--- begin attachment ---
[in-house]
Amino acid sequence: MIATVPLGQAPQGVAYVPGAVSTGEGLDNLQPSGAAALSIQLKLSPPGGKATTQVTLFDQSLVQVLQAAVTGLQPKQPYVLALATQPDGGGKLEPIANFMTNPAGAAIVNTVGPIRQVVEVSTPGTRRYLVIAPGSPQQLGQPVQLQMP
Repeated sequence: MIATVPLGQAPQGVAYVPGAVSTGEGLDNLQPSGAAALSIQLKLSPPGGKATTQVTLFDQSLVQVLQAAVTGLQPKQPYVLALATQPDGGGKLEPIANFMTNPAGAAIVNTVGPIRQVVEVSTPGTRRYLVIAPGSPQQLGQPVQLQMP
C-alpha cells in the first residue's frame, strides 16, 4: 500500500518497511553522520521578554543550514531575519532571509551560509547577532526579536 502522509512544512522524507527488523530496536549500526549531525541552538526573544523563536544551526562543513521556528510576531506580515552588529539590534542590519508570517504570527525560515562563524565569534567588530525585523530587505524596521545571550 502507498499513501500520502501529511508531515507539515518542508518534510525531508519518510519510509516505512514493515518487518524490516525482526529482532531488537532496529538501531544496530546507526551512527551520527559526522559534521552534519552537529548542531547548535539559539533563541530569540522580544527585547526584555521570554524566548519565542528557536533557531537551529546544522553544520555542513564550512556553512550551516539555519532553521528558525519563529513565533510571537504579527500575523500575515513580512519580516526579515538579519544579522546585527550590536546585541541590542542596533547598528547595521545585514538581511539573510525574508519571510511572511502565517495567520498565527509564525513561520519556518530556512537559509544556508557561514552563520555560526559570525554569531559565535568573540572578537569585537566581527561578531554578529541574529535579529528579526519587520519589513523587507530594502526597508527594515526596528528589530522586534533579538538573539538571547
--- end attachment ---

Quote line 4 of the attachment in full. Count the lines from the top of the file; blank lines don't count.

C-alpha cells in the first residue's frame, strides 16, 4: 500500500518497511553522520521578554543550514531575519532571509551560509547577532526579536 502522509512544512522524507527488523530496536549500526549531525541552538526573544523563536544551526562543513521556528510576531506580515552588529539590534542590519508570517504570527525560515562563524565569534567588530525585523530587505524596521545571550 502507498499513501500520502501529511508531515507539515518542508518534510525531508519518510519510509516505512514493515518487518524490516525482526529482532531488537532496529538501531544496530546507526551512527551520527559526522559534521552534519552537529548542531547548535539559539533563541530569540522580544527585547526584555521570554524566548519565542528557536533557531537551529546544522553544520555542513564550512556553512550551516539555519532553521528558525519563529513565533510571537504579527500575523500575515513580512519580516526579515538579519544579522546585527550590536546585541541590542542596533547598528547595521545585514538581511539573510525574508519571510511572511502565517495567520498565527509564525513561520519556518530556512537559509544556508557561514552563520555560526559570525554569531559565535568573540572578537569585537566581527561578531554578529541574529535579529528579526519587520519589513523587507530594502526597508527594515526596528528589530522586534533579538538573539538571547